Dunbar High School
McGill University Faculty of Medicine
Charles Richard Drew was a famous American physician, surgeon and medical researcher. He is remembered for his outstanding innovations and researches on blood transfusions. His innovative techniques for better blood storage and researches in blood transfusion helped save thousands of lives during the World War II. His innovations revolutionized the medical profession and inspired many medical aspirants to follow his path. He was the director of ‘Blood for Britain’, the first blood bank project organized in the year 1940 to help British civilians and soldiers. He also served as director of the American Red Cross Blood Bank, which was established by him. Though he had an untimely death at the age of 46, his contributions had significant impact in the field of medicine, and provided a strong base for research on similar lines. Rightly referred to as the ‘Father of the blood bank’, this outstanding personality played a major role in organizing, conceiving and directing the first blood banking program in the history of America.
- Charles Richard Drew was born on June 3, 1904 in Washington D.C in a middle class African-American family to Richard who was a carpet layer and Nora Burrell who was a teacher.Something Wrong? Help Us Clean It Up. Tell Us About It.He was the eldest amongst his siblings and grew up in DC’s Foggy Bottom neighborhood.Something Wrong? Help Us Clean It Up. Tell Us About It.He had keen interest in athletics and won many medals for swimming in his early years. Later, he switched to basketball, football and other sports. In 1922 he did his graduation from Dunbar High School. After his graduation he got a sports scholarship and went to Amherst College in Massachusetts and graduated from here in 1926.Something Wrong? Help Us Clean It Up. Tell Us About It.Due to lack of funds he was not able to enroll himself at the medical college. He worked as a biology teacher and a coach in Morgan College (Morgan State University, Baltimore) till 1928. He also became a part of Omega Psi Phi fraternity.Something Wrong? Help Us Clean It Up. Tell Us About It.In 1928 he applied to medical schools and got through at McGill University in Montreal, Canada. He was awarded a prize in neuroanatomy and was also a part of Alpha Omega Alpha, which is a medical honor society.Something Wrong? Help Us Clean It Up. Tell Us About It.In 1933, he received his MD degree and also a Master of Surgery degree. He stood 2nd in a class of 127 students.Something Wrong? Help Us Clean It Up. Tell Us About It.He then did his residency and internship at Montreal general Hospital and Royal Victoria Hospital respectively. It was here when he met Dr John Beattie with whom he examined issues and problems pertaining to blood transfusions.Something Wrong? Help Us Clean It Up. Tell Us About It.In 1935, soon after his father left for heavenly abode, he returned to the United States and joined Howard University’s Medical School as an instructor. He did a surgery residence at Freedmen’s Hospital, the following year in Washington D.C.Something Wrong? Help Us Clean It Up. Tell Us About It.Career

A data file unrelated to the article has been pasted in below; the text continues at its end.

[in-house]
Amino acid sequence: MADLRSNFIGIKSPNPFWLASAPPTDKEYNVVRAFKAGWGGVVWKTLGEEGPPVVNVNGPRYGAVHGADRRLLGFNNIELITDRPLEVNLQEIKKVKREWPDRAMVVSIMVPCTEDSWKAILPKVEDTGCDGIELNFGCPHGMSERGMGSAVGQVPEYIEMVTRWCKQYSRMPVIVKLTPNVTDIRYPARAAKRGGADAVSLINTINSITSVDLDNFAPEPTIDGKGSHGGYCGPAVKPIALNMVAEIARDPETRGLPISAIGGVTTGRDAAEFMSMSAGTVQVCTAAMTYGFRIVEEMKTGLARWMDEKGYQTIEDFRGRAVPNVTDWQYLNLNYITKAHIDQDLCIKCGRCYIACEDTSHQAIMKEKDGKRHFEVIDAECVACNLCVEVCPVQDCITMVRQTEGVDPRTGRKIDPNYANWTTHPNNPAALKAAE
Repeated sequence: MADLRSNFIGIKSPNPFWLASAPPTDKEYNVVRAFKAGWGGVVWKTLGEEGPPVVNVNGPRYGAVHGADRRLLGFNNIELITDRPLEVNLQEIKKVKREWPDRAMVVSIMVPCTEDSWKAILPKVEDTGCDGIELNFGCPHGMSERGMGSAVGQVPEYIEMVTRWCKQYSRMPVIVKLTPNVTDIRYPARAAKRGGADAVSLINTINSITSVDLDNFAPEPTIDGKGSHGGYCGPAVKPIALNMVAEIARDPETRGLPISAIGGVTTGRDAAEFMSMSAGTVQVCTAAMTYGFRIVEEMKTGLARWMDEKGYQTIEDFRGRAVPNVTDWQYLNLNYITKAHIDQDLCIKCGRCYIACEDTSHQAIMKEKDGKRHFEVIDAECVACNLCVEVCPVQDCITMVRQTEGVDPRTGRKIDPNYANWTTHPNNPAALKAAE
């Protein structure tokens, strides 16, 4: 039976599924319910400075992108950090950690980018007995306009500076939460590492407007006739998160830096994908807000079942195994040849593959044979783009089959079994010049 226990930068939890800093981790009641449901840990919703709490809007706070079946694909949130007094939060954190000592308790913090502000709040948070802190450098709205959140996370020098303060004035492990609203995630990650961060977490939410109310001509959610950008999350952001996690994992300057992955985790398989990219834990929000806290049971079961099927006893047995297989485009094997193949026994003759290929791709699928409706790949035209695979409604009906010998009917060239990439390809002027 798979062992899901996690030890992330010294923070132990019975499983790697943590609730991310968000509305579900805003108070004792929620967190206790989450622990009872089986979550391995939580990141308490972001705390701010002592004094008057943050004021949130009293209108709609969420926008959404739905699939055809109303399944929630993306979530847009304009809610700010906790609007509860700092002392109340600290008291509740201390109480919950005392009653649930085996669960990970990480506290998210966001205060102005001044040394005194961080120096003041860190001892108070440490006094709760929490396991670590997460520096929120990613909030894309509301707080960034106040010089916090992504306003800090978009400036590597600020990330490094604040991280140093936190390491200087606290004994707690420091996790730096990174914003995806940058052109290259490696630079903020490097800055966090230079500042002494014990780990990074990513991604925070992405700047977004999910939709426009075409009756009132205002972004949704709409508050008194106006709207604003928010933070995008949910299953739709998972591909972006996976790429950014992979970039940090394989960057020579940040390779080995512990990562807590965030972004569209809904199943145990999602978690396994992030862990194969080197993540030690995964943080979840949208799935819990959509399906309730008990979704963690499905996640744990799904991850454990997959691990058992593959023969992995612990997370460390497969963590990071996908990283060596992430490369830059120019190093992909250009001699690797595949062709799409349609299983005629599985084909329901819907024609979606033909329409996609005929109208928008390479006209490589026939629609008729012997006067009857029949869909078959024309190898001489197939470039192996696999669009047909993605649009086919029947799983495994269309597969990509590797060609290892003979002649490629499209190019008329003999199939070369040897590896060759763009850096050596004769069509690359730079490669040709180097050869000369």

- In 1938, he received Rockefeller Fellowship and went to Columbia University for further studies and received his training at Presbyterian Hospital situated in New York City. It was here that he resumed his exploration of blood related matters in collaboration with John Scudder.Something Wrong? Help Us Clean It Up. Tell Us About It.He was able to start a method of processing and preserving blood plasma or blood without cells. When plasma is separated from whole blood it can be banked for a longer period of time. He was able to derive a technique by way of which plasma could be dried and remolded as per requirement.Something Wrong? Help Us Clean It Up. Tell Us About It.In 1940 he received his doctorate degree with his research “Banked Blood” serving as his doctorate thesis. He graduated at Columbia University and gained his degree in Doctor of Medical Science thus becoming the very first African-American to accomplish this.Something Wrong? Help Us Clean It Up. Tell Us About It.In 1941 he became the first African-American surgeon who was selected to serve as an examiner on the American Board of Surgery. He later became a chief surgeon.Something Wrong? Help Us Clean It Up. Tell Us About It.Great Britain Blood Plasma Project